My pastor will be on vacation January 29, so he's asked me to preach. I think I'll preach on David and Goliath. I taught it recently in my series on 1 Samuel, for the first time. I take a very redemptive-historical approach, which is refreshing compared with all the moralistic interpretations of the story. I had several people who had been "in church" for 40+ years tell me that they never heard it explained this way, but they were absolutely convinced that I was right and they've been taught wrongly before. For months afterward, people are still talking about that lesson. As I've reflected on it, it was pretty good, but I could make it much better, and I think I will.

Image hosted by Photobucket.com
David met het hoofd van Goliath, by 16th century painter, Caravaggio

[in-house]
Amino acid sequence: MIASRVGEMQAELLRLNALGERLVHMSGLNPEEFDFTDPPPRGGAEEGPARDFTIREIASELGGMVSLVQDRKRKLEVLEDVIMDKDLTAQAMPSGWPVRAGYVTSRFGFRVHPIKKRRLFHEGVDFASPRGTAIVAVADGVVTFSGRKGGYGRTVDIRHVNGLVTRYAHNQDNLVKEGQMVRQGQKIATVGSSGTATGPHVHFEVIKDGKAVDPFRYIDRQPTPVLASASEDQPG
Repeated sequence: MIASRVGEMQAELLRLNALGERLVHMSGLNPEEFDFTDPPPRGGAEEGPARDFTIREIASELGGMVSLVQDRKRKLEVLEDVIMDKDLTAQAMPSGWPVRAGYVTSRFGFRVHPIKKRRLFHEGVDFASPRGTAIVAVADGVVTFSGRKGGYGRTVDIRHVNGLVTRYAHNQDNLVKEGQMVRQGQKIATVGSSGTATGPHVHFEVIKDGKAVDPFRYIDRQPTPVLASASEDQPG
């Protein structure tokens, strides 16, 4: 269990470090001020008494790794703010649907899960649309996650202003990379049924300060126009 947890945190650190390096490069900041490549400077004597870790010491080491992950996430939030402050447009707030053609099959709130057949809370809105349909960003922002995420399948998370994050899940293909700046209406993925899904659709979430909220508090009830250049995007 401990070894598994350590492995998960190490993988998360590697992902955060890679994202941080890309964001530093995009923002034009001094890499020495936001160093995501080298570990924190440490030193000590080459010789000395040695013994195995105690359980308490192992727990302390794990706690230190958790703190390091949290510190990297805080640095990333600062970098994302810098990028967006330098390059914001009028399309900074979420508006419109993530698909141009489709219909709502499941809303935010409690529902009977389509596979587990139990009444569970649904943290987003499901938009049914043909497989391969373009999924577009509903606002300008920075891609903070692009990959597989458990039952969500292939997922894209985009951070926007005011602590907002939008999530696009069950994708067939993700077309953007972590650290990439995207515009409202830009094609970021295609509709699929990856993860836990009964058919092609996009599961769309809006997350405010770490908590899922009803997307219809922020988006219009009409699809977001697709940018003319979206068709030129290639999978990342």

Monday, January 09, 2006

Health Problems

Ok -- a little too much information -- just skip to the next post if you don't know or care about me, I won't be offended.

1. For the last week, I've had conjunctivitis, pink eye. Don't know how I got uldnot to highly contagious. Therefore, I could not work at the hospital. I had to take sick days even though I felt fine -- not physical pain or anything. Now, I have to wear my glasses at least for a few days until I'm done with the antibiotics. Bummer.